Bamboo Ridge E-News — A "Pre" Chinese New Year Special — 01/04/11

I have a lot of trouble finding employers. Fortunately, Darrell and Eric have always been very kind to me, giving me odd jobs. Today, for instance, I spent all day addressing what I thought were their Groundhog Day cards.

I didn't want to seem ungrateful for the work and the Grace's plate lunch they bought me in return for hand addressing the 3,000 envelopes I did today, so I certainly wasn't going to mention that I thought the groundhog on the front of the card looked more like a bunny. I think Darrell drew it.

Around six this evening, I told them I was very tired, and that I'd get to the other half of the cards tomorrow.

"Say what?" Darrell asked.

"Sorry, I really can't do anymore Groundhog Day cards tonight. I'll address the other 3000 envelopes tomorrow." They both gave me seriously hard looks. "I mean," I added, "if this would be all right with you."

"Groundhog Day cards?" Eric asked. "Are you on something?"

"Oh no, Mr. Chock. Thanks to yours and Dr. Lum's intervention, I've been good."

Darrell shook his head. He picked up one of the cards and pointed to the groundhog. "Eh brah, try tell me this looks like a groundhog."

"Ah, it's very well drawn, Dr. Lum. You could have been a professional illustrator."

"Dude," Eric cut in, "he's asking you if you think that looks like a groundhog. Doesn't it look like a rabbit to you?"

I waited for Darrell to go off. Nothing happened.

"Ah, well, ummm, yes, it does look like a rabbit, Mr. Chock, since you yourself, ah, bring it up."

"It is a rabbit, gonfonnit!" Darrell said in heightened tones, holding it closer to my eyes so I could see it better. "These are Chinese New Year cards. It's the Year of the gonfonnit Rabbit coming up."

Eric asked, "You from around here right? Don't you know what this means?" He pointed to four very strange looking words above the bunny rabbit's ears.

"Weeeeell, I thought it might be something like, ummm, A Happy Groundhog Day — in some kind of foreign non-English language maybe?"

They shook their heads, seemingly in total disbelief. Very slowly and patiently, Darrell asked, "Please tell us why you keep talking about gonfonnit groundhogs?"

"Well, Dr. Lum, you and Mr. Chock told me I had to make sure to finish everything as fast as possible because you wanted all your 6000 close friends to get the cards by February 2nd. So I figured they were Happy Groundhog Day cards."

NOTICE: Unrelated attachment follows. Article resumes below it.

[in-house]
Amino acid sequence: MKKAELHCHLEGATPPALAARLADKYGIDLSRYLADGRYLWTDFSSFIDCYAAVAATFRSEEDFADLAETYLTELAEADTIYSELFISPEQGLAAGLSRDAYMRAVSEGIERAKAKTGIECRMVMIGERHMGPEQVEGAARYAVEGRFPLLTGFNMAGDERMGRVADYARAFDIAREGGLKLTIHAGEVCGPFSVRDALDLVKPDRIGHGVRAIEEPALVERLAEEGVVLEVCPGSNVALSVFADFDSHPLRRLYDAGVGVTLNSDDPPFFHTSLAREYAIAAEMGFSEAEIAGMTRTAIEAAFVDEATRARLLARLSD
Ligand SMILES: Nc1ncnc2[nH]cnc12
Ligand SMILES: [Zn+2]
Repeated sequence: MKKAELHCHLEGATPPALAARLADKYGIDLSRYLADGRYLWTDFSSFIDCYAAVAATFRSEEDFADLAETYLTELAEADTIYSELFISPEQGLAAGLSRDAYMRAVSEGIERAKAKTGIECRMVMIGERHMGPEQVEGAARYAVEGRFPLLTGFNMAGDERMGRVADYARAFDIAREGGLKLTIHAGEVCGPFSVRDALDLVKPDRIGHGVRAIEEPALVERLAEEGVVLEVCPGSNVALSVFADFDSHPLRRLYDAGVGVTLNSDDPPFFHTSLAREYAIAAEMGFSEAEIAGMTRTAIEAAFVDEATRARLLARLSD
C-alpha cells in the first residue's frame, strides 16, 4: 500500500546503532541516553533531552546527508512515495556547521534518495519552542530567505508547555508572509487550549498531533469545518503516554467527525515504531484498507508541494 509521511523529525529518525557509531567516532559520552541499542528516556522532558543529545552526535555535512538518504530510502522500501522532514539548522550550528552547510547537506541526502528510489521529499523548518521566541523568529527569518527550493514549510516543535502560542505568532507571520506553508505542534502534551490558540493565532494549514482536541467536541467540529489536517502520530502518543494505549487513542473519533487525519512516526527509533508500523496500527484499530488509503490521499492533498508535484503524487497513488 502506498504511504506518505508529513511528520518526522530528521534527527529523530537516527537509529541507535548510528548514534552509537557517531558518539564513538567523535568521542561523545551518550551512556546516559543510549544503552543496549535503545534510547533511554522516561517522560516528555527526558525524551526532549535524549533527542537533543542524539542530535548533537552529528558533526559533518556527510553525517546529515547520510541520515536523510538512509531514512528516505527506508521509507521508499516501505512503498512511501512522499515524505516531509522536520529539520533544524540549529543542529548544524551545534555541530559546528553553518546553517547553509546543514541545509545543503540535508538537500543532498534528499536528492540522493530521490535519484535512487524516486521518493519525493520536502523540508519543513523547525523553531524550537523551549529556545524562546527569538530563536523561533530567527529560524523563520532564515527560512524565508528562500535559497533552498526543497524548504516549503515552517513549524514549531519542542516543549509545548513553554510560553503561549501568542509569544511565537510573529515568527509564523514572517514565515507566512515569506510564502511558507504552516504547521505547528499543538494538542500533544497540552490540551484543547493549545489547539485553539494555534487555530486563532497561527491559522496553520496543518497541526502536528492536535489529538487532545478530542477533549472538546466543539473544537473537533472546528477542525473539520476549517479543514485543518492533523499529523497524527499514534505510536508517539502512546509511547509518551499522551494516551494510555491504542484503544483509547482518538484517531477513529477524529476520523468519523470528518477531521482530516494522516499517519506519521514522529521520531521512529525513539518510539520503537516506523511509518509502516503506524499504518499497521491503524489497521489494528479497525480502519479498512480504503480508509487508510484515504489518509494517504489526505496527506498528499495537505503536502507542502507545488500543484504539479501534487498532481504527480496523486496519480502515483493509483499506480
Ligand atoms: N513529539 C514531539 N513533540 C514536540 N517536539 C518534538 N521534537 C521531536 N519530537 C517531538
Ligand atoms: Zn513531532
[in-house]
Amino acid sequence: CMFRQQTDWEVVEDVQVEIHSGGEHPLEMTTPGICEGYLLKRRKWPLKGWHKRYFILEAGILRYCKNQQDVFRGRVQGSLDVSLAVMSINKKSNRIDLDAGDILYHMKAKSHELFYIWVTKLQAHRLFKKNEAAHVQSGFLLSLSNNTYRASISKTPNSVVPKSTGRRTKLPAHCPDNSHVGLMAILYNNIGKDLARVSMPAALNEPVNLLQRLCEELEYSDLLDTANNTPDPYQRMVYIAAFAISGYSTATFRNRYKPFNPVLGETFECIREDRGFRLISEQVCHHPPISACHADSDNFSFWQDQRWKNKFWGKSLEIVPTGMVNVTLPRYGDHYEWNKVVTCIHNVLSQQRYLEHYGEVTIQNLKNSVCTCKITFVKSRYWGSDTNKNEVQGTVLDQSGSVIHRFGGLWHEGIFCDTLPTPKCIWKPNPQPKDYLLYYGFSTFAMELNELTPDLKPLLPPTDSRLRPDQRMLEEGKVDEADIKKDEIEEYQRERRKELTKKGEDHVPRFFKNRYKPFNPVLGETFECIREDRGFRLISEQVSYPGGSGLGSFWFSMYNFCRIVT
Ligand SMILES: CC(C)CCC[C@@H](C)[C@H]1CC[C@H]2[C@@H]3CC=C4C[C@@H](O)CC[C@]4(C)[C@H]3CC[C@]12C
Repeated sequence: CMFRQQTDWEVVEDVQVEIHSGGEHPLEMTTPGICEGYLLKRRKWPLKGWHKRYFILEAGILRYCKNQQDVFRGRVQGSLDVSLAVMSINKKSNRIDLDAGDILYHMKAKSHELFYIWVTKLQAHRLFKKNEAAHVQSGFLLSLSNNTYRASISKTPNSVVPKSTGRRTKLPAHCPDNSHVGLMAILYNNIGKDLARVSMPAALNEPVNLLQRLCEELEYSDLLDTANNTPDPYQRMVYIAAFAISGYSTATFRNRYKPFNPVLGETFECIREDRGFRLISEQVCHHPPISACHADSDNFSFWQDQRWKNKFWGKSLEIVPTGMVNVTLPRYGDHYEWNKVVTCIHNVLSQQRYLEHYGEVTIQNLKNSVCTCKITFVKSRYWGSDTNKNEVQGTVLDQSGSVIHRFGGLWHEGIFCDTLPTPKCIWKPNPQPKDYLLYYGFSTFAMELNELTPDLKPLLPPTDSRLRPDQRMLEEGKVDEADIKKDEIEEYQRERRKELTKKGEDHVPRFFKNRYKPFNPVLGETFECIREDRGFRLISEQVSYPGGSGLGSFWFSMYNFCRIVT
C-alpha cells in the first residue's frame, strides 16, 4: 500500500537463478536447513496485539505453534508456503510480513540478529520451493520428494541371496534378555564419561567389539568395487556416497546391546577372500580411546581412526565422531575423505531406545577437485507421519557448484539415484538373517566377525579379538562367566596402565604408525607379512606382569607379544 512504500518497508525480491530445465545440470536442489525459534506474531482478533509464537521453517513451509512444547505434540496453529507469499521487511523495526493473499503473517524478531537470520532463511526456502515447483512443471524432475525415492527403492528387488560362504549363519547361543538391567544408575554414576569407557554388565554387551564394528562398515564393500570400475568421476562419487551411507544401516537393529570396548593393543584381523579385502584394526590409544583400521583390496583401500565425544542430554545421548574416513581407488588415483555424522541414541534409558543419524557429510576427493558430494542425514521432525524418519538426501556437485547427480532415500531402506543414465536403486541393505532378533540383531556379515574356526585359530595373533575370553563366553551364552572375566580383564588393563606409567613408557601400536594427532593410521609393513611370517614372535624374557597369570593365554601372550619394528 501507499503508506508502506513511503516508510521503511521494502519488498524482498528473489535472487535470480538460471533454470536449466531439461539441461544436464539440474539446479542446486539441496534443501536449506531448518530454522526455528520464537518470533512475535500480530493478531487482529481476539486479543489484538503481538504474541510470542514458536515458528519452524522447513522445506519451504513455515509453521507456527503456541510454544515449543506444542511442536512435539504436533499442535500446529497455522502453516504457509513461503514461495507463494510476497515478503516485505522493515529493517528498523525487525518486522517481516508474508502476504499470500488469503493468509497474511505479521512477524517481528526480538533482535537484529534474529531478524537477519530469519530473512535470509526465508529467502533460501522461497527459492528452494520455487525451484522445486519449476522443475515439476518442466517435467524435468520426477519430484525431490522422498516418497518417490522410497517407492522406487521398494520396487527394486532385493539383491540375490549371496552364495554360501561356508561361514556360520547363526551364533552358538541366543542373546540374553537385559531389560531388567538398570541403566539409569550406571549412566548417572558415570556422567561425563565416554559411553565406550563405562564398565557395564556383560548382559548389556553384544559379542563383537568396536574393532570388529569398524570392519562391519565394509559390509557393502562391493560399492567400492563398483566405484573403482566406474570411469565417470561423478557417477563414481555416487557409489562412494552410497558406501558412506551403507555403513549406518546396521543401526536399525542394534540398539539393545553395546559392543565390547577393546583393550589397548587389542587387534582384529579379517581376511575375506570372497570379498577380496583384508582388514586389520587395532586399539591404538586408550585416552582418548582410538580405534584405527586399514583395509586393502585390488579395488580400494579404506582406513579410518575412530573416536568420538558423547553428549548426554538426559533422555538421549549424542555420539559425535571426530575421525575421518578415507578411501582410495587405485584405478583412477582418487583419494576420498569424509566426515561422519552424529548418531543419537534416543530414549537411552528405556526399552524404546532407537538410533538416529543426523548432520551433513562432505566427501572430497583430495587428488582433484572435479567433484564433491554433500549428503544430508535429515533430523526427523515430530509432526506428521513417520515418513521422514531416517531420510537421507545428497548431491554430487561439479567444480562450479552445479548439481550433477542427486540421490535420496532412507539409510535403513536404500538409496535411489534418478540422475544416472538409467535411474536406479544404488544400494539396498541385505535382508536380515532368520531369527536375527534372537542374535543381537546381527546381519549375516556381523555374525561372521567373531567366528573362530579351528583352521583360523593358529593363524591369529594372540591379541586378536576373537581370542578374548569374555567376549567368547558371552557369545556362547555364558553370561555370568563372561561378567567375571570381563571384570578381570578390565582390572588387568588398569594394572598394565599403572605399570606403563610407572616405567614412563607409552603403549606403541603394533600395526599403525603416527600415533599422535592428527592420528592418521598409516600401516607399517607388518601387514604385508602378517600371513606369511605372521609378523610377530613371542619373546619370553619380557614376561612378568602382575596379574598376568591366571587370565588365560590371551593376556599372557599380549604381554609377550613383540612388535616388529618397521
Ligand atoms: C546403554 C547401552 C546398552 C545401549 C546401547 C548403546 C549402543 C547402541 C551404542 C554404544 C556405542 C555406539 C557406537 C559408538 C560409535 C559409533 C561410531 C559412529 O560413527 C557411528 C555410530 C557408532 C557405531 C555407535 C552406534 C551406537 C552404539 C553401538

In equally slow, highly enunciated syllables, Eric said, "We wanted you to finish so we could get all the cards to all of our 6000 close friends by the day before Chinese New Year."

"I got it!" Darrell shouted. "It's because the day before Chinese New Years is Groundhog Day, right?"

I nodded.

"Freakin mystery solved!" Eric exclaimed, slapping his hand on the table.

I bowed my head.

Darrell added: "Eh, Eric, I tink we got another suckin mystery solved." He looked at me with great kindness and very deep concern. "Now we know why you've been telling everyone that the last day for the 100-word short-short story contest and for the 100-line submissions for the 100th BR issue was December 31st."

Eric slapped the palm of his hand against his forehead. "Ha-la, brah! Don't you know when you get one memo from two guys named Chock and Lum telling you the deadline for the 100-word short-short story contest and for the 100-line submissions for the landmark 100th issue of BAMBOO RIDGE is New Year's, it only means one dang thing: Chinese New Year's. Sheees . . . "

I scratched my head and thought hard. "Ah ha, okay, I think I get it. So you mean that the actual deadline for the Great BAMBOO RIDGE Short-Short Story Contest is February 3rd at 2:00 p.m Hawaiian Standard Time. We're going to run it for one more month."

"Rogah dodgah dat," said Darrell.

I was proud of myself for understanding. Encouraged, I continued with, "And you mean that the postmark deadline for the 100-line short story or poetry submissions is actually February 3rd."

"One extra scoop mac salad for you tomorrow, brah," Eric beamed.

Then, in one of those great moments that always give me chicken skin, the legendary editors of BAMBOO RIDGE, who'd established a psychic connection over the years from even before 1978, suddenly looked at each other, their eyes wide open. And then they laughed aloud and high-fived.

"Good one, Eric," Darrell said.

"Good one, you," Eric said.

"Good one what?" I asked, not functioning in the same intuitive realm.

"We'll run a Chinese New Year BRP online store special," said Darrell.

"It'll be 33% off all BR books either written by a pa-ke," said Eric, "Or edited by a pa-ke," Darrell concluded.

I scratched my head again and pondered this pronouncement. "So doesn't that cover every single book ever published by Bamboo Ridge Press?" I finally asked.

"Exactly," Darrell and Eric chorused in unison, and with that awesome puff of smoke, they were gone.

The big men in black jumpsuits hooded me and drove me home, as usual, the longest way possible. When I finally arrived and sat down at my computer, there was an owl sitting on my keyboard with a note tied to its leg. The note said:

Send out a message to the BR email list telling our friends that:

1. The deadline for the last Great BR Short-Short Story Contest online entry is February 3rd at 2:00 p.m. HST;

2. The deadline for snail-mail only submissions of 100-line poetry or prose pieces for the landmark 100th issue of BAMBOO RIDGE is extended to February 3rd;

3. From now through February 3rd, EVERY book in the BRP online bookstore either written by a pa-ke or edited by a pa-ke is 33% off — which means EVERY book ever published by BRP;

4. Even if you've never heard of it — which we canna possibly fathom — please wish everyone a Happy Chinese New Year in advance : )

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